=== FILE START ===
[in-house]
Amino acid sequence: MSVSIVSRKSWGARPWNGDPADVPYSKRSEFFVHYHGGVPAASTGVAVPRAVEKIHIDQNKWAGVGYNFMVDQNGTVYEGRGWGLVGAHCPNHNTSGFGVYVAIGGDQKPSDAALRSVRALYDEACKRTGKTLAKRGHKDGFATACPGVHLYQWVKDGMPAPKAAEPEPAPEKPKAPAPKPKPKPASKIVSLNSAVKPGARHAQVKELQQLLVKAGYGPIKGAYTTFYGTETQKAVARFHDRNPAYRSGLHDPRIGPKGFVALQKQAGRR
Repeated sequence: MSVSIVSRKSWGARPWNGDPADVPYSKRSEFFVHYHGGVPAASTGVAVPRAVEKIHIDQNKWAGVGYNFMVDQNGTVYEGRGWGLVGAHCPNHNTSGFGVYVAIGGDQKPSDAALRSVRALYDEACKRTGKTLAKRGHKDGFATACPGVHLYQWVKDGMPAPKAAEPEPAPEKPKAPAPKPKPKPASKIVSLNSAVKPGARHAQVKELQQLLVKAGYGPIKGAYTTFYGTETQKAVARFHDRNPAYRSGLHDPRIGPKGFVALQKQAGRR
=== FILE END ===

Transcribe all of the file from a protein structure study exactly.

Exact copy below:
[in-house]
Amino acid sequence: MSVSIVSRKSWGARPWNGDPADVPYSKRSEFFVHYHGGVPAASTGVAVPRAVEKIHIDQNKWAGVGYNFMVDQNGTVYEGRGWGLVGAHCPNHNTSGFGVYVAIGGDQKPSDAALRSVRALYDEACKRTGKTLAKRGHKDGFATACPGVHLYQWVKDGMPAPKAAEPEPAPEKPKAPAPKPKPKPASKIVSLNSAVKPGARHAQVKELQQLLVKAGYGPIKGAYTTFYGTETQKAVARFHDRNPAYRSGLHDPRIGPKGFVALQKQAGRR
Repeated sequence: MSVSIVSRKSWGARPWNGDPADVPYSKRSEFFVHYHGGVPAASTGVAVPRAVEKIHIDQNKWAGVGYNFMVDQNGTVYEGRGWGLVGAHCPNHNTSGFGVYVAIGGDQKPSDAALRSVRALYDEACKRTGKTLAKRGHKDGFATACPGVHLYQWVKDGMPAPKAAEPEPAPEKPKAPAPKPKPKPASKIVSLNSAVKPGARHAQVKELQQLLVKAGYGPIKGAYTTFYGTETQKAVARFHDRNPAYRSGLHDPRIGPKGFVALQKQAGRR